In the past four years, I’ve gone from a no-name blogger to an author, coach, and top online writer earning more money than I’d ever made behind a corporate job desk.
My main topic? Self-help.
I’ve spent a lot of time on self-help, both using it in my life and teaching others what I’ve learned. I’ve read countless books, bought online courses, hired coaches, and created a ton of self-help products that thankfully, have gotten great reviews from my customers.
But there are lot of rampant problems with self-help, and not everyone feels the same way about the industry.
I’ve met countless cynics who claim self-help is total B.S. They claim it’s run by rich white gurus who take advantage of people by promising empty solutions that don’t really help anyone. Others claim self-help doesn’t even work, it’s just a scam to take your money.
True, there have been countless self-help “gurus” who were really just scammers and fakers selling worthless junk that have made millions of dollars taking advantage of their customers. Self-help has built a lot of resentment and frustration, much of it rightly so.
As a successful self-help writer for the last four years, here are my three biggest problems with the industry.
1. True Happiness Doesn’t Come From Self-Help — It Comes From God.
No amount of achieving goals will ever give you True happiness and joy, with a capital “T.”
Self-help tends to exaggerate the results it can bring in your life. True happiness, lifelong relationships, ultimate productivity, a ton of money, fame and fortune.
But in the end, none of this will ever bring you ultimate satisfaction and fulfillment. That can only come from God, from a deep and committed spiritual connection with your Creator.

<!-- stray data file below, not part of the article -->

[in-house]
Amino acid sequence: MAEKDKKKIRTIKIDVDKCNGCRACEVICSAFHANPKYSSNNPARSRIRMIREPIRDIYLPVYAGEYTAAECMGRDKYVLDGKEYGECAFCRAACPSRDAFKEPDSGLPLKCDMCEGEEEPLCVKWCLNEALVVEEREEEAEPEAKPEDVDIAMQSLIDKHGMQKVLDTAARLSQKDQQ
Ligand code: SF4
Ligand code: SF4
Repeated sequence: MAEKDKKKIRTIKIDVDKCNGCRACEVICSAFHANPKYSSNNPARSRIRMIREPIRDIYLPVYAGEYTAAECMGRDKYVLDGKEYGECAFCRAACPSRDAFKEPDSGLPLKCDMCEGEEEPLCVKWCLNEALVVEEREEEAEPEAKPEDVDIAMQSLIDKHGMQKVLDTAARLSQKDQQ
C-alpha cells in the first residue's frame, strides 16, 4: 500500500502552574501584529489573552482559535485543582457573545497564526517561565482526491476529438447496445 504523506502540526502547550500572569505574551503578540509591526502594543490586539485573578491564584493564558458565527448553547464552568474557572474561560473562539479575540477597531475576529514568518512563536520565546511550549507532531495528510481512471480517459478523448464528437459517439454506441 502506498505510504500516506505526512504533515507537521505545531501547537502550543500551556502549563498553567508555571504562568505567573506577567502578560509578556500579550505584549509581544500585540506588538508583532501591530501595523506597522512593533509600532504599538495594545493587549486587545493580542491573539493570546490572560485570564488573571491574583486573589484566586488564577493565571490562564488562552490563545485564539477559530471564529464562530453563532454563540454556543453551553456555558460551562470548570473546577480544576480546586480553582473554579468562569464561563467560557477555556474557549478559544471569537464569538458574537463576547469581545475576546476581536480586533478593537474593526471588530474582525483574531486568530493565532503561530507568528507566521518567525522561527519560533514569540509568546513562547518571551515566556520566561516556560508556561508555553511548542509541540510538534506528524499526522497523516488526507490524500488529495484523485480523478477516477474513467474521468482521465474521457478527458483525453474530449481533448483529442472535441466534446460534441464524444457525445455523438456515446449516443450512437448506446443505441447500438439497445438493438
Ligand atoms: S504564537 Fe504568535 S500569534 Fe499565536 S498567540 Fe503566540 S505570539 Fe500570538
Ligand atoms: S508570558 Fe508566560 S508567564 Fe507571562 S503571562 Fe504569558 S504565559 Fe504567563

For me, that’s Jesus Christ. I’m a born-again Christian, and I believe Jesus Christ is the way, the truth, and the light. He’s the guiding force of my entire life, and I fully believe He died for my sins and rose again from the cross.
First — if you’re not a Christian, that’s cool with me. I have millions of readers from all over the world who are committed Hindus, Catholics, Muslims, Buddhists, agnostics, atheists, and all manner of religions. I love that, and I strive to welcome every person in my life and make them feel valid and loved, no matter who they are or what they believe. If you’re not a Christian, thanks for reading my stuff even though we have different religious beliefs!
I’ve been guilty of over-promising the results of self-help. You can go really far in this world with the principles of self-help, and I still stand by them — perseverance, consistency, personal evolution, hard work.
But the ultimate, True joy is a spiritual connection with God, your Higher Power. In many ways, the self-help industry tries to convince you it itself is a god, and has all the solutions to your problems.
That’s simply not true. If you fully commit to self-help as the only guiding force in your life, you might become rich and famous and achieve all your goals.
But that’s not true happiness or fulfillment; self-help can’t give you that. Only God can. That’s a lesson I need to remember in my own work.
2. Self-Help Usually Assumes Its Readers Have All the Privileges Of White Men
Another horrible aspect of self-help is the level of privilege many content creators assume their audience has, which leads to frustration and pain.
Admittedly, a lot of self-help creators are white dudes. They’re probably straight, and are routinely out-of-touch with the struggles minority groups deal with every day.
For instance: one extremely popular self-help writer I used to follow would constantly say things like “If you’re not successful, you’re not working hard enough,” or “You have no right to be poor, just believe you’ll be rich and you will.” For a while, I believed these things. As a well-off white guy, they made sense to me.
But after I started taking long, hard looks at my white privilege and hearing stories from minorities who tried self-help with mediocre results, I started to realize it’s much harder for people who aren’t white men to “be successful” in traditional ways — to get rich, climb the corporate ladder, become a well-known public figure.